For those with a chronic illness, navigating and sometimes declining social invitations comes with the extra stress of frustrating friends and colleagues.
An all-too familiar text message invite may look something like this:
Come out for a little bit with us.
Sorry, I’m going to have to sit this one out!
You always back out last minute.
I’m not feeling very good right now.
You looked fine at work.
Sasha, who uses the pronouns “they,” “them” and “their,” just got off work. Their fatigue had been like heavy molasses covering every action throughout the day; they almost had to leave work early. Sasha recognized that any activity beyond going straight to bed at home would mean days of recovery. But trying to explain that to young professionals — who had the energy to hit happy hour multiple nights a week and still function well at work — seemed impossible. At the beginning, Sasha’s friend group seemed understanding. However, Sasha needed to cancel a few hangouts, and the group was growing tired of asking. Sasha worried they were going to stop the invitations, just like the last group of friends.
Sasha, and many others with invisible illnesses, wish that their friends and colleagues better understood and were more accommodating of their ongoing struggles, whether with pain, discomfort, fatigue or other problems.
Invisible, chronic illnesses cannot be observed simply by looking at a person.
Many people live with chronic disease, such as fibromyalgia or irritable bowel syndrome, with symptoms that severely impact day-to-day function and quality of life. Those living with these conditions often hear the comment: “But you don’t look sick.”
People with invisible illnesses need to manage their conditions in similar ways to someone with visible illness. For example, someone living with chronic lung disease might use oxygen, which is easily and obviously observed. However, people with chronic fatigue syndrome have no obvious, visible equipment for observers to see. Although, if you looked closely, you might see that they have hearty snacks on the bedside table for those days when they cannot get out of bed, or shower wipes to replace standing in the shower. Both groups still may need to reduce their activities, attend clinic appointments and take medications, but the needs of someone who is visibly dealing with a disease are more apparent.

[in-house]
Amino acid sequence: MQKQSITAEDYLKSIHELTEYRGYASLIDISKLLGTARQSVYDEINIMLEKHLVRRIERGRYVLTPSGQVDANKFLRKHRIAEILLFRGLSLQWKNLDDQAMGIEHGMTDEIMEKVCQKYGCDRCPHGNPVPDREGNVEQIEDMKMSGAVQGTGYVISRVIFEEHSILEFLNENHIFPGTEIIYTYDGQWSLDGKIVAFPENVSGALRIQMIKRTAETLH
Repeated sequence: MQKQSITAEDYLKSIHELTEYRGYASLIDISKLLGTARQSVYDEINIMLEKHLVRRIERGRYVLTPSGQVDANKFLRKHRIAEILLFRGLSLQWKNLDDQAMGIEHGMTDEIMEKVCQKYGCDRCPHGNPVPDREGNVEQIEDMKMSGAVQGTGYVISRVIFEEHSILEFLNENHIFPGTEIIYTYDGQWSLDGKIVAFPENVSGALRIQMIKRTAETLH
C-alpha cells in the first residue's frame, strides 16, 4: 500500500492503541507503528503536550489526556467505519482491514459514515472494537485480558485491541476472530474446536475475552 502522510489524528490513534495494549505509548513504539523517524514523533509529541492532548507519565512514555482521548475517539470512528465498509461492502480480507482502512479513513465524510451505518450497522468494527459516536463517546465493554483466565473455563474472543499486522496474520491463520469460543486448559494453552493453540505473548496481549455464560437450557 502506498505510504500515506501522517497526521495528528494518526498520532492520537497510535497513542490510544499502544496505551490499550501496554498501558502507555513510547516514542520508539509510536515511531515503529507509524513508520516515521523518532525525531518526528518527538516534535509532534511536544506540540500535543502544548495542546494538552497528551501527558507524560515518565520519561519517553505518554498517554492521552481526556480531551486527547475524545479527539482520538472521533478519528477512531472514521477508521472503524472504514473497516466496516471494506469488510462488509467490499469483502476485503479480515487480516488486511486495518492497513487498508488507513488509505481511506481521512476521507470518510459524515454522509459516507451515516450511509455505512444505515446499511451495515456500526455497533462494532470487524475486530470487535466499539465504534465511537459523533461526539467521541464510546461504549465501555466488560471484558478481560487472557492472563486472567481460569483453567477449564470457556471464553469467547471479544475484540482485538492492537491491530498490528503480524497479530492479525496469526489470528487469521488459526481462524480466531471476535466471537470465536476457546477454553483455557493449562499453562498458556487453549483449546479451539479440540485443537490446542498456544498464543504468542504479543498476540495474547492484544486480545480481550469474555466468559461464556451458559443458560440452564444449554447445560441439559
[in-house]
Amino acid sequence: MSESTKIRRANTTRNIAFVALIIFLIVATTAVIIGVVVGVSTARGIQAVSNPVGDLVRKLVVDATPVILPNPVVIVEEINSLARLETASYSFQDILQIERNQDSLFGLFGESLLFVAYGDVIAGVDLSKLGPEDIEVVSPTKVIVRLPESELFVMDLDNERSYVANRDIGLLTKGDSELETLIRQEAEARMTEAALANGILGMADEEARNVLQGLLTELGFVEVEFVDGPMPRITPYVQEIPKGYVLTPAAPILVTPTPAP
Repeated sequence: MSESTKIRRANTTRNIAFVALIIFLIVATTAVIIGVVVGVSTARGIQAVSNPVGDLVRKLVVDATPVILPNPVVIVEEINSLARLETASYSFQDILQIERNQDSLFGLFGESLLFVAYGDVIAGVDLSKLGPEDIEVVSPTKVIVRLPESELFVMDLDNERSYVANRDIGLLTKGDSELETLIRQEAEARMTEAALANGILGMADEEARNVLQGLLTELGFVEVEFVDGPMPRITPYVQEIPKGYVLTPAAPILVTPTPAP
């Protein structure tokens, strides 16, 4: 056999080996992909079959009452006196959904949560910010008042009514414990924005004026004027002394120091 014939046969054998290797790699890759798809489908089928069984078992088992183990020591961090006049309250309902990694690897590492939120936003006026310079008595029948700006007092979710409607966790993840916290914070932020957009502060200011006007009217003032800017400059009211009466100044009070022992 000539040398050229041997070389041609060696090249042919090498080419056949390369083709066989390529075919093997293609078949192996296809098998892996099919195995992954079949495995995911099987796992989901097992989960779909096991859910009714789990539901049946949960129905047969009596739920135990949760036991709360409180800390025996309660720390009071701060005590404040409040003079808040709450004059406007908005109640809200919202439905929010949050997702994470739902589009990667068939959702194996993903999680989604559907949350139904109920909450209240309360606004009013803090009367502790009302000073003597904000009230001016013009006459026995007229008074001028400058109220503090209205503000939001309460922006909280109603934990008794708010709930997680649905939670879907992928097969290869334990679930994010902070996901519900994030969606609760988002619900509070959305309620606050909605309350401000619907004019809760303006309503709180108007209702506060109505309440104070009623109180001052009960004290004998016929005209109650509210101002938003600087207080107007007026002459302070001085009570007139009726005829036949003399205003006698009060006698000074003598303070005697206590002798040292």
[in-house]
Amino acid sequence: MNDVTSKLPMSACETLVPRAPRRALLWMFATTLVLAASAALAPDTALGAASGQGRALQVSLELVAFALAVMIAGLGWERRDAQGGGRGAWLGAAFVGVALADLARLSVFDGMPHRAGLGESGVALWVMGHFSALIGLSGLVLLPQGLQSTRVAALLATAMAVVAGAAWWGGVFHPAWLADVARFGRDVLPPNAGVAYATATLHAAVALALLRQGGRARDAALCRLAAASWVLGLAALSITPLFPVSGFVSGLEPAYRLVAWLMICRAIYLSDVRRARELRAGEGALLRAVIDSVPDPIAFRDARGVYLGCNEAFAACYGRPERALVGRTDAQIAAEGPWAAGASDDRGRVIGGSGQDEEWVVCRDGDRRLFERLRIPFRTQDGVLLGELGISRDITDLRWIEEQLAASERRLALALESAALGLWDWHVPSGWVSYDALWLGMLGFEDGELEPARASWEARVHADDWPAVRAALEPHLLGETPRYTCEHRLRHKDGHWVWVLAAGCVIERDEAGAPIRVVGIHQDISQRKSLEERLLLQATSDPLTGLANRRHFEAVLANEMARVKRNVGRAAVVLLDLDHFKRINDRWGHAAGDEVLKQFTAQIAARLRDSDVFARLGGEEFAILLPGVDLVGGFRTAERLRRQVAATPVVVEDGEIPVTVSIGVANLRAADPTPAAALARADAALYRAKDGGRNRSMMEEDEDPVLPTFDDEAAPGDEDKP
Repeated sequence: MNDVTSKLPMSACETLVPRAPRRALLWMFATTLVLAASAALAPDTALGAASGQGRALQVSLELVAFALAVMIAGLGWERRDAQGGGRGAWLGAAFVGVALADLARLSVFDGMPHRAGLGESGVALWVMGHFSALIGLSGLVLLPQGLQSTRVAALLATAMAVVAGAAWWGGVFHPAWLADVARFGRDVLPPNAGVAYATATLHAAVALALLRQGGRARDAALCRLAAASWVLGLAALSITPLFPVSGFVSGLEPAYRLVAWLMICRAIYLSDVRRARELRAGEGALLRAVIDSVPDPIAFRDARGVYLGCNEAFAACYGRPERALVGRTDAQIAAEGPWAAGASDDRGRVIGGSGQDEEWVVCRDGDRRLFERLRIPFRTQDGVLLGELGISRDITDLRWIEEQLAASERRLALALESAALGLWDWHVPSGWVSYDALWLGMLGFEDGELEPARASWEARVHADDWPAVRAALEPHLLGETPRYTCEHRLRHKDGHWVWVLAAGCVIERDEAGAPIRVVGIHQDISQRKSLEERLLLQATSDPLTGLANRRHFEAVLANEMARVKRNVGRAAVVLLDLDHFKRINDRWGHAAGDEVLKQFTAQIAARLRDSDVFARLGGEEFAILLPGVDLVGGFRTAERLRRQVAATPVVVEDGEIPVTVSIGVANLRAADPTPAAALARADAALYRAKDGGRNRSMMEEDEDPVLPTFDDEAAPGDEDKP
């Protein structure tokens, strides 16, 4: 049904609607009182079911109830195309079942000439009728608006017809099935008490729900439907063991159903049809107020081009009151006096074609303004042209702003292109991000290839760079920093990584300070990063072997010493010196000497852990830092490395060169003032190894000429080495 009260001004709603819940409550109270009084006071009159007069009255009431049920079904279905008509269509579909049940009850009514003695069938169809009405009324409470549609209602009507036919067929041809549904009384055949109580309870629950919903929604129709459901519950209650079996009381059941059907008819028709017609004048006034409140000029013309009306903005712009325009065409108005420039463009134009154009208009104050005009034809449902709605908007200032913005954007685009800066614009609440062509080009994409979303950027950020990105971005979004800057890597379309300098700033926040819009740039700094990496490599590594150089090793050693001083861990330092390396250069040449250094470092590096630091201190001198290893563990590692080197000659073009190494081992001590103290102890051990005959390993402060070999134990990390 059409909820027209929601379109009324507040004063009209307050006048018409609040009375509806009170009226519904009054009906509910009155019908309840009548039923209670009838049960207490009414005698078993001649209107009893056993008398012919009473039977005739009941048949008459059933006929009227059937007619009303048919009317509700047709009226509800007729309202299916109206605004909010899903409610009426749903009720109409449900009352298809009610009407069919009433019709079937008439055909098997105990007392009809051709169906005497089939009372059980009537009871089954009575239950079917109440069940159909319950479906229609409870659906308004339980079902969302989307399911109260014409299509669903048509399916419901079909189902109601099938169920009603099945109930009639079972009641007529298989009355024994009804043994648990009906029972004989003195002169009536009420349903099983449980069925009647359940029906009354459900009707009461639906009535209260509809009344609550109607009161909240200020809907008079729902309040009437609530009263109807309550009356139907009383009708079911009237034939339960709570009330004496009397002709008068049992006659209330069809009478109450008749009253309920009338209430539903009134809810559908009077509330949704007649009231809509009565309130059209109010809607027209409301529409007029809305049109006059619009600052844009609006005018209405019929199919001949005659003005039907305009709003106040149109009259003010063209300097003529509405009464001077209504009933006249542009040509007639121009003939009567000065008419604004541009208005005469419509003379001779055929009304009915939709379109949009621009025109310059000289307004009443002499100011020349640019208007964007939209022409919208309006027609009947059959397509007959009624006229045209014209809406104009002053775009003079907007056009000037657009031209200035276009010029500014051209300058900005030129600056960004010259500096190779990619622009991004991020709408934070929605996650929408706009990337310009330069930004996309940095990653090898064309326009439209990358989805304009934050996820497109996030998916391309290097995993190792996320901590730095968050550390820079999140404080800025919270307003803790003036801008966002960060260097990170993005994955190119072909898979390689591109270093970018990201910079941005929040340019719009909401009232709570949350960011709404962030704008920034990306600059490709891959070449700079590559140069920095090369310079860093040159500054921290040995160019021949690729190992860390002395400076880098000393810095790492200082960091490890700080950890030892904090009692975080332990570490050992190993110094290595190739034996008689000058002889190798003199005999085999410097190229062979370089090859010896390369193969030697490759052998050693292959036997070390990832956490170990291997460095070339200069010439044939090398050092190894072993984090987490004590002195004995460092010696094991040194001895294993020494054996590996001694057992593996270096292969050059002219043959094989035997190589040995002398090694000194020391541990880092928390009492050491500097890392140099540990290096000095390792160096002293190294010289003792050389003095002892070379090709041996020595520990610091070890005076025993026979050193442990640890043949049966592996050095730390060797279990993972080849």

Regardless, most people still want to be included in everyday life activities, even with modifications. Here are a few things your friends living with invisible illness wish healthy people understood:
- They aren’t faking symptoms as an excuse. Many people share only a small window into the gamut of symptoms they are experiencing. They don’t wish to be viewed as complainers. When they bow out of activities, they are bringing your attention to something they’d likely rather hide and trusting you will be understanding.
- Words don’t capture the reality of experiencing symptoms. While often drawing on common experiences, these analogies and comparisons are inadequate. Someone might describe “the worst flu you ever had, only it never goes away.” Another might remind you of the time you had a stomach virus that kept you close to the bathroom. But what if that happened to you often, at any time and with no warning? From the perspective of the person with chronic illness, these descriptions are imperfect; they can’t compare because acute infections are finite. An illness flare in invisible illness is simply the latest manifestation of a never-ending illness.
- Taking care of an invisible chronic illness can seem like a part-time job. A single chronic condition typically requires around two hours a day to manage. At any given time, 38% of people with a chronic condition report they do not feel they can sustain the day-to-day treatment efforts they are already doing. The bulk of these challenges, much like the illness itself, remains invisible in their social circles, and even to health care professionals.
By taking these ideas into account when you know someone living with an invisible illness, you can be better prepared to be a supportive friend and ally.
Mayo Clinic Family Health Book, Fifth EditionShop Now